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Now that’s more like it. After getting off to a less than stellar start last week, True Blood rebounds with the second episode of season six. “The Sun” manages to lay out the storylines for the season, introduce new characters, and find the sense of humor that's been missing from the show.
It appears that the season’s main storyline will be the escalating vampire-human war. While the story only involves our vampires (including the still creepy Billith - more on him later) and the Governor of Louisiana (and his glamoured daughter) at the moment, I can certainly see the season’s other storylines eventually dovetailing with this one, thus creating a supernaturals versus humans endgame.
This story is also the most interesting out of the season’s three most prominent stories (Warlow and the Sam/Alcide/shifters being the other two), as it not only uses the largest number of permanent cast members, it also has the highest stakes of any on the show. If True Blood were to kill off Sam or Jason, fans would mourn, but would likely still come back to the show. If someone like Eric were to be killed, fans would riot in the streets. The sense of danger is heightened when the show’s core characters (save Sookie, who is pretty much guaranteed safe passage) of Bill and Eric are in danger.
The season’s next storyline, the Warlow versus the Stackhouses, looks to be a bit more interesting than it appeared to be in last week’s premiere. As suspected, Rutger Hauer is not playing Warlow (unless he is doing double duty as both Niall and Warlow), but is portraying Niall, the Stackhouses' fairy grandfather. A fount of knowledge, Niall explains that Warlow has hunted the Stackhouse line for generations, killing all those he can. While the dearly departed Claudine managed to send him to an alternate dimension after he killed the Stackhouse parents, he has escaped and will be heading out to find Sookie. But Niall explains there is a way to destroy him: Sookie must simply create a supernova light bomb with her fairy power and throw it at Warlow. However, Sookie can only use this once, and once she does, all her fairy power will be gone (which, if we’re following Chekov’s “gun on the wall” plan, means we can expect this to happen later this season).
There is a great deal of potential with the story, as it will allow Sookie a chance to exist outside of the Sookie-Bill-Eric triangle for the first time in years. Granted, it looks like the show is introducing a new love interest in Ben, the half-fairy guy who was attacked by a vampire (how much do you want to bet it was Warlow?). But giving Sookie her own storyline (and allowing her to reconnect with Jason) is a great decision, even though we all know she’ll end up embroiled in the vampire war by season’s end.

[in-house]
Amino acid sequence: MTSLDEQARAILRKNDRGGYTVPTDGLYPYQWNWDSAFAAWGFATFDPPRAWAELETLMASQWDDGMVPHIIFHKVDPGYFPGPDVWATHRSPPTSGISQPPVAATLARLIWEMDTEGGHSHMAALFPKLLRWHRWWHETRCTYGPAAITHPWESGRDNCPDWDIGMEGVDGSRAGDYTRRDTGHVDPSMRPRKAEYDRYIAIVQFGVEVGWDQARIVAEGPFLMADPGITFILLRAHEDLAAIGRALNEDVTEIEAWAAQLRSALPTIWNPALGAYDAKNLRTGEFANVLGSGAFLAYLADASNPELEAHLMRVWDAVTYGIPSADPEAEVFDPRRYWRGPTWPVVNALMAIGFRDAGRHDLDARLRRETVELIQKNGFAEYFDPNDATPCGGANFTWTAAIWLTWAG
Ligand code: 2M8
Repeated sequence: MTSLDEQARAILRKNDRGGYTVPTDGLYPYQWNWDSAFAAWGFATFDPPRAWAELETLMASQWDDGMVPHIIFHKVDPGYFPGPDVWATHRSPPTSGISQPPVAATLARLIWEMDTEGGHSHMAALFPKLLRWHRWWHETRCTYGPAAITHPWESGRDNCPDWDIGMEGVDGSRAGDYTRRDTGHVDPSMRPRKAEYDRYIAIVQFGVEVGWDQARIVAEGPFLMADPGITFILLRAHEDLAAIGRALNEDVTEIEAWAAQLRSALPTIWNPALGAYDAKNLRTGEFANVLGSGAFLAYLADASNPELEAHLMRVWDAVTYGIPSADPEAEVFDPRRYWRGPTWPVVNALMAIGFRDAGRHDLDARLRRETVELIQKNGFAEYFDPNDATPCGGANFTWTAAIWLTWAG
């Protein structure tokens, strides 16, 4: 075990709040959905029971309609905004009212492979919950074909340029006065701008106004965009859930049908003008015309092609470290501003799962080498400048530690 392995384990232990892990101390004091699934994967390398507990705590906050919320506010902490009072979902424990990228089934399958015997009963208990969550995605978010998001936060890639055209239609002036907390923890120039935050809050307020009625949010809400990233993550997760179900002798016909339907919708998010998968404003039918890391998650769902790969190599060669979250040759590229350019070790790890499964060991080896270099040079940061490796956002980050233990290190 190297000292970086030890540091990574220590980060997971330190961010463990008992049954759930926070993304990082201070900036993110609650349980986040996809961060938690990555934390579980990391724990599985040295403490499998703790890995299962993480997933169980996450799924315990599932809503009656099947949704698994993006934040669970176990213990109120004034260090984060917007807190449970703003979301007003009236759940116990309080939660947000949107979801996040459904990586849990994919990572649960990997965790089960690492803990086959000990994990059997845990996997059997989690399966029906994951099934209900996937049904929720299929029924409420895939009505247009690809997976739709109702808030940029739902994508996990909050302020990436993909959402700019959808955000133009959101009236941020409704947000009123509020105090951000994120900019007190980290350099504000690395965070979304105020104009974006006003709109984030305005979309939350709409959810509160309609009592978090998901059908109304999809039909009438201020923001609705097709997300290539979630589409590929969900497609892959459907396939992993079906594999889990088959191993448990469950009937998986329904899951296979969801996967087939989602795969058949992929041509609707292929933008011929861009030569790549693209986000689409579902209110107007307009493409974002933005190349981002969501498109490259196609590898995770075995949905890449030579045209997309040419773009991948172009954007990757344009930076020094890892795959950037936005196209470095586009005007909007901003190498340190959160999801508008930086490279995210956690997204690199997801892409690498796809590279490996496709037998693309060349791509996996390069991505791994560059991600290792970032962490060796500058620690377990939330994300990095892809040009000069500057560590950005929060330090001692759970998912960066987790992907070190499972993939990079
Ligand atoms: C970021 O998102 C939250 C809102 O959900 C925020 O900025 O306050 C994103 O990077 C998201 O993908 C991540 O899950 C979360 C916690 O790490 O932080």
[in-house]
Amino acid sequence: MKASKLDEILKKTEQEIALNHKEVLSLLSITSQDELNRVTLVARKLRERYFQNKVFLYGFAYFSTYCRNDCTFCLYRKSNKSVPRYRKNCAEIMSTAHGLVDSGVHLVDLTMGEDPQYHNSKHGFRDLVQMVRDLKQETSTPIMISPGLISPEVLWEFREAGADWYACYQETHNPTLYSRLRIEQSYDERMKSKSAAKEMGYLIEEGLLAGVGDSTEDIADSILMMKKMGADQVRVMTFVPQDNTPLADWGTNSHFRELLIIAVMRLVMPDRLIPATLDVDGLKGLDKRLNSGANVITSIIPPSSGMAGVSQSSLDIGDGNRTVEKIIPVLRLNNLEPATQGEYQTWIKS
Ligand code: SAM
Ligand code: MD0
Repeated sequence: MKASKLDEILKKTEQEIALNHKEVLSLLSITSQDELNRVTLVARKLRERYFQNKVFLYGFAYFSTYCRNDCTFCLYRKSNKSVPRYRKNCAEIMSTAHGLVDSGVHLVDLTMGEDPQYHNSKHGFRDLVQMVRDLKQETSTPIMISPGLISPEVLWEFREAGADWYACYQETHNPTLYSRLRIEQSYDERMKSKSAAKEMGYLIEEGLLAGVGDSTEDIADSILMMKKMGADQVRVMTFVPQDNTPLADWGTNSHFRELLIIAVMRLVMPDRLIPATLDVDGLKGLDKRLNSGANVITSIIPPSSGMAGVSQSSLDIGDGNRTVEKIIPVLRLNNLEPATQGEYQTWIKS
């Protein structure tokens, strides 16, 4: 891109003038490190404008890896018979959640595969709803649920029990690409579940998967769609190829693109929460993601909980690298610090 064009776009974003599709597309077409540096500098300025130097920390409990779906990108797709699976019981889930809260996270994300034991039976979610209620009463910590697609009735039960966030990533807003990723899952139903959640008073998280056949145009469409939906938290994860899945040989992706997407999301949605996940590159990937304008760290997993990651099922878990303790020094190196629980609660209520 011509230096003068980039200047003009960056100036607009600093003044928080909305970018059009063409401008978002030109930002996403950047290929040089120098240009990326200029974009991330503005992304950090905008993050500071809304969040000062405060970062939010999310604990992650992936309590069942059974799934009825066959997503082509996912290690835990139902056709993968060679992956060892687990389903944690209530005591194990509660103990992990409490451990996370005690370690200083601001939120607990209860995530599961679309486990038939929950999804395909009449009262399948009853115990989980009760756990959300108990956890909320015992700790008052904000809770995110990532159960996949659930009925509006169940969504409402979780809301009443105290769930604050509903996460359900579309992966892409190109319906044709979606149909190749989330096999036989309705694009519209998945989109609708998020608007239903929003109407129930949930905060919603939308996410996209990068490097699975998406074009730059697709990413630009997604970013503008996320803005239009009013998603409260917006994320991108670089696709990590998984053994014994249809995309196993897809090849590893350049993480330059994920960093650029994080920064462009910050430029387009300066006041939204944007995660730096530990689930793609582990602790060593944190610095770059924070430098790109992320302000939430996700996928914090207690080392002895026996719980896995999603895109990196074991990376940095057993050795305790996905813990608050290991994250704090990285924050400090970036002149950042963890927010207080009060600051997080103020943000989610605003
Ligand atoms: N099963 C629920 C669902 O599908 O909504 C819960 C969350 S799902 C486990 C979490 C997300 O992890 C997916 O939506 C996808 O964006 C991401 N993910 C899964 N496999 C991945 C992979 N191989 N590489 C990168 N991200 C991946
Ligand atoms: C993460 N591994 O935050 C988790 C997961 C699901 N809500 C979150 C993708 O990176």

Finally, and most disappointingly, the Sam/Alcide/shifter storyline looks to be the clunker of the season. While the vampire war and the quest for Warlow are new and have some serious potential, it seems Sam will once again be chasing after Emma, who was kidnapped (wolfnapped?) by Alcide. Yes, Sam does have Nicole and her friends pestering him to come out as a shifter, but the last thing I want is to spend another year with Sam dealing with the weres and trying to get Emma back.
In addition, the story has, so far, served to turn Alcide into a quasi-villain. Whether it’s the lingering effect from the V he drank or just that he is drunk on the power of being packmaster, this new Alcide is not the sweet guy who made Sookie fall for him. While I’m all for character development, this new personality has shown up way too fast. I’m crossing my fingers that the old Alcide we know and love comes back ASAP.
-- Thank goodness Niall talks some sense into Jason. While we still don’t know why he keeps hallucinating his parents, it's great to have the clueless, yet loveable, Jason back. The show needs to keep his levity, especially if his story will align with Sookie and her cartload of drama.
-- Speaking of levity, I absolutely love Eric as the game and wildlife representative. Alexander Skarsgård’s Eric spends so much time brooding and staring at Sookie that it is easy to forget he possesses keen comedic timing as well.
-- It's nice to see Pam and Nora bury the hatchet. Those two better decide to team up this year - the results would be amazing (and full of stellar one-liners).
-- How incredibly creepy is the scene with Billith draining the woman? And, conversely, how poorly done is the CGI when he sucked the blood from her body through her mouth?
-- I have a hard time figuring out the day/night break down in the episode. It seems like a large chunk takes place during the day, yet Jessica seems to be awake and fine while other vampires sleep.
-- Why is Patrick’s widow showing up? I thought we all agreed to pretend the smoke monster story never happened and move on?
-- Finally, I absolutely love Jessica’s prayer montage. She pretty much nails everything each character needs, and once again, Deborah Ann Woll is utterly fabulous in her delivery.